I believe Hamlet said it best, "To thine own self be true." These simple words keep us protected from the negative peer pressure we sometimes feel, while at the same time allow us to influence others in a positive way. Even as children we learned the importance of group dynamics and not being labeled an "outsider." When you think back to your childhood, how many times did you play a sport simply because your friends were playing that sport? Did you ever take courses in high school simply because you had friends in the course, although you didn’t like the subject? When you are surrounded by peer pressure early in life, it seems natural to conform to it as adults. Growing up, I never concerned myself with conforming to the group ‘just because’ and this attitude has remained with me. I believe we all add value to the group and the different ideas we share make the entire organization so much better.
Throughout my growing years, my father told me repeatedly how I needed to have the courage to stand up for what was right and to "shake as many trees" as necessary if I believed in the cause. It was wonderful growing up with a role model who challenged me yet who also allowed me to ask questions and speak for myself. I remember being 17-years-old (knowing I still had to complete my senior year of high school) wanting to sign-up for the Air Force. I went to the recruiter’s office and completed all of the paperwork, but I needed my parents’ permission since I was under the age of 18. I told my father what I had done, expecting him to be fully supportive since he was a 27-year Air Force veteran. To my surprise, he said that he "never really envisioned (me) joining the military and (I) wouldn’t enjoy being in an organization where (I) couldn’t feel free to speak up." I enlisted anyway and served my country; but, I can tell you my father was right. It was difficult at first. There truly is a need for people in the military to listen to orders and follow them without hesitation. In leadership we are afforded the opportunity to have those around us speak up and share their ideas which usually creates a much better plan.
In leadership, when people conform to the wants of others, there can be a major disconnect in the organization. I can speak from personal experience when I say that I would not want to work with people who simply say "yes" all the time and whom would agree with everything I say. This isn’t to say that, as leaders, we want to surround ourselves with people who disagree with everything we say and think that all directions are negotiable. However, having strong leaders on our teams who will challenge our thought process is a good thing.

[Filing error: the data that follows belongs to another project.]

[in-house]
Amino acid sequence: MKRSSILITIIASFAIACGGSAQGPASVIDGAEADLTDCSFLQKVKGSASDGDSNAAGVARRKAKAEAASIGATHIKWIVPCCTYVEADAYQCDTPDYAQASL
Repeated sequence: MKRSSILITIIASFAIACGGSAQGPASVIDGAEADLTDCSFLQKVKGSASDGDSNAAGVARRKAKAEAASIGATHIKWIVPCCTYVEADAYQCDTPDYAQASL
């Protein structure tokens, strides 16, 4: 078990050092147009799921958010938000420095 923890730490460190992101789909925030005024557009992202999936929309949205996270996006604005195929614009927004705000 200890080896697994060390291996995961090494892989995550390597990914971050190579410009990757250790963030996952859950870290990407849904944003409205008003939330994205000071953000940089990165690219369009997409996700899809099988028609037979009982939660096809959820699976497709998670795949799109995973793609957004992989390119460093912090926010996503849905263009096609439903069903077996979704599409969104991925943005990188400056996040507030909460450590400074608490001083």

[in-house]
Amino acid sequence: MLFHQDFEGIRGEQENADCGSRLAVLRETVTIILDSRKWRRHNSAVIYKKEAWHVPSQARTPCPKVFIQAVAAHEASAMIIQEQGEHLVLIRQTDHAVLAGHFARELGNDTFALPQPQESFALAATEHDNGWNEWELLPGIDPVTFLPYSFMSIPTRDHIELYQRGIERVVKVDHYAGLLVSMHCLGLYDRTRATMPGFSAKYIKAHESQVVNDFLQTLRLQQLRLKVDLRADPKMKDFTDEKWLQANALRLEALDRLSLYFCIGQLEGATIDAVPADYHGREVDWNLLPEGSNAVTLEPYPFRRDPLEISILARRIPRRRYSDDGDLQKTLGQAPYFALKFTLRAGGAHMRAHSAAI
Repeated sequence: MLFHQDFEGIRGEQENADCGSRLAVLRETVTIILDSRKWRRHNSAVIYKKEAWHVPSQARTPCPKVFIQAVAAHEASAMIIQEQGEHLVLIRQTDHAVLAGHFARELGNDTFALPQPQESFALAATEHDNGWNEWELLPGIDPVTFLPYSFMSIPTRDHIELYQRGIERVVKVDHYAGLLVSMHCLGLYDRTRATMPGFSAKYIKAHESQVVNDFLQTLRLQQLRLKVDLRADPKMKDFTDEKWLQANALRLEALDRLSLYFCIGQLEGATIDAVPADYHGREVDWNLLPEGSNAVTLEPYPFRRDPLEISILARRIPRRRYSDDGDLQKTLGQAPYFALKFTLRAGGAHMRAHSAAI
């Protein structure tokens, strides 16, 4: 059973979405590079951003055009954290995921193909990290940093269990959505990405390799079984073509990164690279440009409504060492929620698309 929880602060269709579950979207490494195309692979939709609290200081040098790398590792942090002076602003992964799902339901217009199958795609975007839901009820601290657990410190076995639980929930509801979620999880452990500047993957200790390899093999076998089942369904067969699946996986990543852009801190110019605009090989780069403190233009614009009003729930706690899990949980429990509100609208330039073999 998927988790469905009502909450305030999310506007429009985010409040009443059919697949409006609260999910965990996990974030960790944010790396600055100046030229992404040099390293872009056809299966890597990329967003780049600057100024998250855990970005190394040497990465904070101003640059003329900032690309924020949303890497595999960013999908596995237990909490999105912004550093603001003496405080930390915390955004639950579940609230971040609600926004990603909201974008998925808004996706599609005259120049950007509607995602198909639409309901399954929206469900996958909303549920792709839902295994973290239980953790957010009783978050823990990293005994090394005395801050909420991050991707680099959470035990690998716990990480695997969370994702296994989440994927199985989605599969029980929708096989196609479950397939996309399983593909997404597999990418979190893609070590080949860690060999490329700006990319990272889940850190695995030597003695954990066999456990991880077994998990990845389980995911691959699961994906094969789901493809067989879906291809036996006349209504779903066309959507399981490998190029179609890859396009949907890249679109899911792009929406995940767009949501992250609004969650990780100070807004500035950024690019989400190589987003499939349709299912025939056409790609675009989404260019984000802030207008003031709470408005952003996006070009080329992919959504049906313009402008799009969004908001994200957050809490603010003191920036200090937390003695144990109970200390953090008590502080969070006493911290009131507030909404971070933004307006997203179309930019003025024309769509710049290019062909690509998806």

Sam Walton called it "Swimming Upstream" or being a "Maverick", because he expected his leadership team to have the courage to stand their ground and defend their beliefs. I like to refer to this model of leadership as "Inspired Influence." Inspired influence doesn’t mean we disagree simply to disagree; it just means when we feel strongly about something, we stand up and don’t become a bobble-head dog and nod our way through. Sometimes we forget how peer pressure can work both ways as an influencer to how we behave. On one side, we can be influenced by others which may cause us to change our leadership style simply to conform to the status quo. On the other side, we can influence others by leading in a positive way, which can change the way others lead. With this power of inspired influence comes a great responsibility to lead in a positive manner and to help shape the future leaders of our organizations.
Even as we face pressure to conform to the ways and ideas of others at times, we must stay true to our convictions. When we have the courage to stand strong in the face of adversity, we can hopefully influence others to change for the better. In order to do this, we must know who we truly are and commit ourselves to speaking up when the time is right; not disagree just to do so. Tony Dungy once said, "If you approach things positively, you can grow into a position of influence simply by remaining true to who you are." Our teams deserve to have leaders who know who they are and whom are willing to stand up for what’s right, even if it’s not politically favorable to do so.
"Our lives begin to end the day we become silent about things that matter." – Dr. Martin Luther King Jr.